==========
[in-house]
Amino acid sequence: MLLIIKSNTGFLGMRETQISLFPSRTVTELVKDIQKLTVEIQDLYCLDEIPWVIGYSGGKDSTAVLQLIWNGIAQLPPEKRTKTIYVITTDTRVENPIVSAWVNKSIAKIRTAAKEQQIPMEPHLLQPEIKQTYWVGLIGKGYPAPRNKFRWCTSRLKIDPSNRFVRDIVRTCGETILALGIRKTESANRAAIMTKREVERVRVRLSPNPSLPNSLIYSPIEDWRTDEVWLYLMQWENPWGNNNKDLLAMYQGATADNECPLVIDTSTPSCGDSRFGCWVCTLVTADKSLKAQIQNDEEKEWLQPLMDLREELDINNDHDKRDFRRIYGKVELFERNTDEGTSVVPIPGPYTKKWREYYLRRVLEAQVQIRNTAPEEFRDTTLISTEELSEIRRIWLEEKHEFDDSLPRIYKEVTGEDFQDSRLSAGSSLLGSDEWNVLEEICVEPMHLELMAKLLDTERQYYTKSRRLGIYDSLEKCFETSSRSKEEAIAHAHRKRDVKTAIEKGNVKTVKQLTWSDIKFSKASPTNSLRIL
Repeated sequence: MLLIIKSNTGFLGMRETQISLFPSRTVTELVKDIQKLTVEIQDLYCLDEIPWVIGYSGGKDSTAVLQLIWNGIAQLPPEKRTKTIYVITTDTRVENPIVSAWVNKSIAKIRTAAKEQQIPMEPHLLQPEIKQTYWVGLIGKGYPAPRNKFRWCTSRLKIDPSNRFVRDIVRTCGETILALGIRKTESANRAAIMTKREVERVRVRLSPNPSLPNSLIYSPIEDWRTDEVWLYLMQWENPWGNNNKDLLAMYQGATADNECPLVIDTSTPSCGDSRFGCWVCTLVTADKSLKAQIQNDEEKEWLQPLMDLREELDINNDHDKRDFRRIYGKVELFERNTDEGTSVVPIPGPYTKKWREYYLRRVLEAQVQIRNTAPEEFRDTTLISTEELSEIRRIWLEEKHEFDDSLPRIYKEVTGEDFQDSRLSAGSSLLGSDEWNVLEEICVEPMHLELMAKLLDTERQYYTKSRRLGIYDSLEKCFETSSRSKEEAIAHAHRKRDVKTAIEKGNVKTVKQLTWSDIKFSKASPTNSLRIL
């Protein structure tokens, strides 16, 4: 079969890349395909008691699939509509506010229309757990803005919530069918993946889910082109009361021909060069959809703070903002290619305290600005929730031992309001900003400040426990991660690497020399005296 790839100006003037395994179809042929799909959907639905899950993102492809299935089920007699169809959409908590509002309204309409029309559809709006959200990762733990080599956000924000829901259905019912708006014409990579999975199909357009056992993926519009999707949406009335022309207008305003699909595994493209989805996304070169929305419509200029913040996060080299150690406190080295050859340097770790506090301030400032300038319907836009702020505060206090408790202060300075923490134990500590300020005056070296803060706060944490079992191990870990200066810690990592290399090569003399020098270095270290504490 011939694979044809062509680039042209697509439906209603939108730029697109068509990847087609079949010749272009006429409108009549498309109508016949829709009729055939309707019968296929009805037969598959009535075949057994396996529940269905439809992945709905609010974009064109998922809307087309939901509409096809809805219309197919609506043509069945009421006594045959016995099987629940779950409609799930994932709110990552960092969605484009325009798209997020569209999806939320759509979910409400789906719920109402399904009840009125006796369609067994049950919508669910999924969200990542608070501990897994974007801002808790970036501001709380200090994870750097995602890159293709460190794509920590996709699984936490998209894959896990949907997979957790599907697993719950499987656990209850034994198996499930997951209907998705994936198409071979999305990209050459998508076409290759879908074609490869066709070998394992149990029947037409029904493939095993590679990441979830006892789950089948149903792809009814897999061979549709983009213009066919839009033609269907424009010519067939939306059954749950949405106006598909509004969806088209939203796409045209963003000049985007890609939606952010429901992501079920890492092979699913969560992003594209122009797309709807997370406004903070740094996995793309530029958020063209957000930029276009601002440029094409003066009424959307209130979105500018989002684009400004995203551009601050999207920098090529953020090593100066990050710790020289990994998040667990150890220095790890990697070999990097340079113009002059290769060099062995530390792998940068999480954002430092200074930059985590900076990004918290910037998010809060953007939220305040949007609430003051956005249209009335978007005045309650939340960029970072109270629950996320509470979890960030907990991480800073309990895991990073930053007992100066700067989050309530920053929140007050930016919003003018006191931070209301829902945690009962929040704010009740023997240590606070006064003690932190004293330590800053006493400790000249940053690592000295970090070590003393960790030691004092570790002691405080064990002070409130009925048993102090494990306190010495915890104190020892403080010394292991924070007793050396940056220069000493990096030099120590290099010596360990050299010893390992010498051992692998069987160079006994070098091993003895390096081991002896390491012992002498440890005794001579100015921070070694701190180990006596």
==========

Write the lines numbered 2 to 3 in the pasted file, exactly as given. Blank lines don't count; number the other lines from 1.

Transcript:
Amino acid sequence: MLLIIKSNTGFLGMRETQISLFPSRTVTELVKDIQKLTVEIQDLYCLDEIPWVIGYSGGKDSTAVLQLIWNGIAQLPPEKRTKTIYVITTDTRVENPIVSAWVNKSIAKIRTAAKEQQIPMEPHLLQPEIKQTYWVGLIGKGYPAPRNKFRWCTSRLKIDPSNRFVRDIVRTCGETILALGIRKTESANRAAIMTKREVERVRVRLSPNPSLPNSLIYSPIEDWRTDEVWLYLMQWENPWGNNNKDLLAMYQGATADNECPLVIDTSTPSCGDSRFGCWVCTLVTADKSLKAQIQNDEEKEWLQPLMDLREELDINNDHDKRDFRRIYGKVELFERNTDEGTSVVPIPGPYTKKWREYYLRRVLEAQVQIRNTAPEEFRDTTLISTEELSEIRRIWLEEKHEFDDSLPRIYKEVTGEDFQDSRLSAGSSLLGSDEWNVLEEICVEPMHLELMAKLLDTERQYYTKSRRLGIYDSLEKCFETSSRSKEEAIAHAHRKRDVKTAIEKGNVKTVKQLTWSDIKFSKASPTNSLRIL
Repeated sequence: MLLIIKSNTGFLGMRETQISLFPSRTVTELVKDIQKLTVEIQDLYCLDEIPWVIGYSGGKDSTAVLQLIWNGIAQLPPEKRTKTIYVITTDTRVENPIVSAWVNKSIAKIRTAAKEQQIPMEPHLLQPEIKQTYWVGLIGKGYPAPRNKFRWCTSRLKIDPSNRFVRDIVRTCGETILALGIRKTESANRAAIMTKREVERVRVRLSPNPSLPNSLIYSPIEDWRTDEVWLYLMQWENPWGNNNKDLLAMYQGATADNECPLVIDTSTPSCGDSRFGCWVCTLVTADKSLKAQIQNDEEKEWLQPLMDLREELDINNDHDKRDFRRIYGKVELFERNTDEGTSVVPIPGPYTKKWREYYLRRVLEAQVQIRNTAPEEFRDTTLISTEELSEIRRIWLEEKHEFDDSLPRIYKEVTGEDFQDSRLSAGSSLLGSDEWNVLEEICVEPMHLELMAKLLDTERQYYTKSRRLGIYDSLEKCFETSSRSKEEAIAHAHRKRDVKTAIEKGNVKTVKQLTWSDIKFSKASPTNSLRIL